Various fraternities, past and present, in the Interfraternity Council.

Cornell IFC Fraternities Ban Social Events for Fall Semester

Cornell’s Interfraternity Council canceled nearly all regulated fraternity events for the rest of the fall semester Friday night, citing safety concerns. The ban — which will run until Jan. 1, 2020 — cited recent events as a catalyst which had made “inherent safety hazards” apparent within the existing Greek life social system.

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SULLIVAN BAKER | Greek Life and the Exploitation of First-Year Vulnerability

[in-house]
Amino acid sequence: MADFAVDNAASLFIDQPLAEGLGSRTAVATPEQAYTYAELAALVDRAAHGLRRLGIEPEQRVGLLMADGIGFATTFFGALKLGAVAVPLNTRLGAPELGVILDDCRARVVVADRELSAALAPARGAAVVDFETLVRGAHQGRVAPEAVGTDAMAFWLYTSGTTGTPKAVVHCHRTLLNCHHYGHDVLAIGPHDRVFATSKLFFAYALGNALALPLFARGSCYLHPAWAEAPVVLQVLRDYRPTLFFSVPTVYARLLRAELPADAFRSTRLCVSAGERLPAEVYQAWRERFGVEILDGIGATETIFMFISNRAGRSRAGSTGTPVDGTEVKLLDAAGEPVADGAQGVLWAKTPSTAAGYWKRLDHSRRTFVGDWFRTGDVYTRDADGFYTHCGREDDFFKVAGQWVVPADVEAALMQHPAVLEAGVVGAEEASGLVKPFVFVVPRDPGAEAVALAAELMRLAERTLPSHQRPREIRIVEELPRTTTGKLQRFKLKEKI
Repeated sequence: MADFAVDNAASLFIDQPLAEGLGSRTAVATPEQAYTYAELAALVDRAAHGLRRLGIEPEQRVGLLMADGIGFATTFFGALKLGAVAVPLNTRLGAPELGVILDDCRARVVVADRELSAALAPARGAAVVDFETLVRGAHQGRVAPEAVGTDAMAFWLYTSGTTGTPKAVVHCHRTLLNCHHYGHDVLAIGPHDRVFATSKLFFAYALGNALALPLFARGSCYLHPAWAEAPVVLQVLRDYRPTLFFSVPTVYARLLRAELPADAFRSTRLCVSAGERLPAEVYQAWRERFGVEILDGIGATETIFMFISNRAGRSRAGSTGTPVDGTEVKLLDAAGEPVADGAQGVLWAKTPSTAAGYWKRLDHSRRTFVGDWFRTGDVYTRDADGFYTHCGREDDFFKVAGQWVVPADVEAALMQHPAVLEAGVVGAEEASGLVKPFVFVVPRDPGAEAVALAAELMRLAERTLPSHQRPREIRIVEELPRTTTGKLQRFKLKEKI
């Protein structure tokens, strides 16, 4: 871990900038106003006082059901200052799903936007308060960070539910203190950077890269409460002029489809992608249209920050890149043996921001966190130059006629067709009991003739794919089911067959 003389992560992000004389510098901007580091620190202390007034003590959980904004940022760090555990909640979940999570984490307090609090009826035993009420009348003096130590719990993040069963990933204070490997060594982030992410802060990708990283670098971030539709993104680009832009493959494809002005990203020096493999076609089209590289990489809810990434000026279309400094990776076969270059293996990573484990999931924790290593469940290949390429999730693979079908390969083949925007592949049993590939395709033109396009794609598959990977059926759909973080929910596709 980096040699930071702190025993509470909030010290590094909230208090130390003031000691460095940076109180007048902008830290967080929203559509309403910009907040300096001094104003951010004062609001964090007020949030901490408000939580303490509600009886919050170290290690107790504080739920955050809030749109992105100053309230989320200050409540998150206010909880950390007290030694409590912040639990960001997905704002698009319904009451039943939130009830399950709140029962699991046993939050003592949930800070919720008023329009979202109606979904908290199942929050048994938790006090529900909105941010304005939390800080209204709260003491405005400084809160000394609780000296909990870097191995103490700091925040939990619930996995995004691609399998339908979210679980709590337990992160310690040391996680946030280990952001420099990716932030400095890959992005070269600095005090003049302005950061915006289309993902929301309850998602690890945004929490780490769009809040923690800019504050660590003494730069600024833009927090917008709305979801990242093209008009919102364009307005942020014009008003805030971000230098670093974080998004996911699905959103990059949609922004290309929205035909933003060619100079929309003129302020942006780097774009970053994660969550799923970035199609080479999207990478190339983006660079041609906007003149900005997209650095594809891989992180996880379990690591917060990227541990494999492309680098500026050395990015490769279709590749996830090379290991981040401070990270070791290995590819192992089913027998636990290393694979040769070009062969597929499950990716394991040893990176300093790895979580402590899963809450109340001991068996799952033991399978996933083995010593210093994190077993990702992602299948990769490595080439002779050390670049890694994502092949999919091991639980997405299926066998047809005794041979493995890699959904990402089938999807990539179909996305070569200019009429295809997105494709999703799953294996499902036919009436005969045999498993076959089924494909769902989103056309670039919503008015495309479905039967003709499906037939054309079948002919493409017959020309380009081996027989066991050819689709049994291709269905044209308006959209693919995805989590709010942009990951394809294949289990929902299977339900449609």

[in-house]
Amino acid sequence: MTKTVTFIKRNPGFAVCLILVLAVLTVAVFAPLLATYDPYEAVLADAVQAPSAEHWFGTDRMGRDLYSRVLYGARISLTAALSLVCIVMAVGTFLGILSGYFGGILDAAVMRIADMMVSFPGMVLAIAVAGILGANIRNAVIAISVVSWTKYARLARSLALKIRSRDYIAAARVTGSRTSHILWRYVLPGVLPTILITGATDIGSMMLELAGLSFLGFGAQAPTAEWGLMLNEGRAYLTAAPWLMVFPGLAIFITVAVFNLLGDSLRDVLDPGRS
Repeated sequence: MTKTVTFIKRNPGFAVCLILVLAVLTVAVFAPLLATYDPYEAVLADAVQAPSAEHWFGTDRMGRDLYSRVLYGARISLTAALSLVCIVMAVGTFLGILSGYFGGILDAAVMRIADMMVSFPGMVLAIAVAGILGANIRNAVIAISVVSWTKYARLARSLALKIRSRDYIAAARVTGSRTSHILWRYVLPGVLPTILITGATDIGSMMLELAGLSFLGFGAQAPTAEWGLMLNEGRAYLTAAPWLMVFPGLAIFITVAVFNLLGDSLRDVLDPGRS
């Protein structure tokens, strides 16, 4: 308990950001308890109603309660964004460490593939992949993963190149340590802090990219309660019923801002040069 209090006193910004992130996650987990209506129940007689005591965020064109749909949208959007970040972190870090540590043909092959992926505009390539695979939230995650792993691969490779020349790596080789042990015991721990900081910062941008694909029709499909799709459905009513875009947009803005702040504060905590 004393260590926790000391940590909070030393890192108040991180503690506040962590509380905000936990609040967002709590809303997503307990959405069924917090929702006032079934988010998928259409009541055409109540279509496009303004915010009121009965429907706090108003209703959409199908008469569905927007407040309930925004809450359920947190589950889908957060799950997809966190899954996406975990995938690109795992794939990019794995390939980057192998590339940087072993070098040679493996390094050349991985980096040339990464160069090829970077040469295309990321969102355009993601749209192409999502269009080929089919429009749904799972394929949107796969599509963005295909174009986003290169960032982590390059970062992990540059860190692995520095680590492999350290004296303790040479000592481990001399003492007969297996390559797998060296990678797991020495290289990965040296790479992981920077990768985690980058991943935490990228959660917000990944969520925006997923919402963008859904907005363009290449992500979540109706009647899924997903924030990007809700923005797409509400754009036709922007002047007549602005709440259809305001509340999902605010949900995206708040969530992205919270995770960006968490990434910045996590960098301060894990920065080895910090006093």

The Saturday before last, I woke up to a flood of Facebook posts depicting a smiling young man, Antonio Tsialas ’23, an 18-year old freshman who, according to one of the posts, had just been hired as a campus tour guide. Antonio had been missing since Thursday night, when he attended a fraternity event, and the posts implored anyone who knew his whereabouts to contact the authorities. As the hours passed and more “missing student” posts appeared in my timeline, the pit in my stomach grew and grew, and I braced myself for a tragedy. Late Saturday evening, my fears — Cornell’s fears — were confirmed with a brief mass email that told us Antonio’s body had been found in Fall Creek. I had never met Antonio, so my entire knowledge of his personality, of his humanity, came from three lonely adjectives in the mass email: thoughtful, smart, outgoing.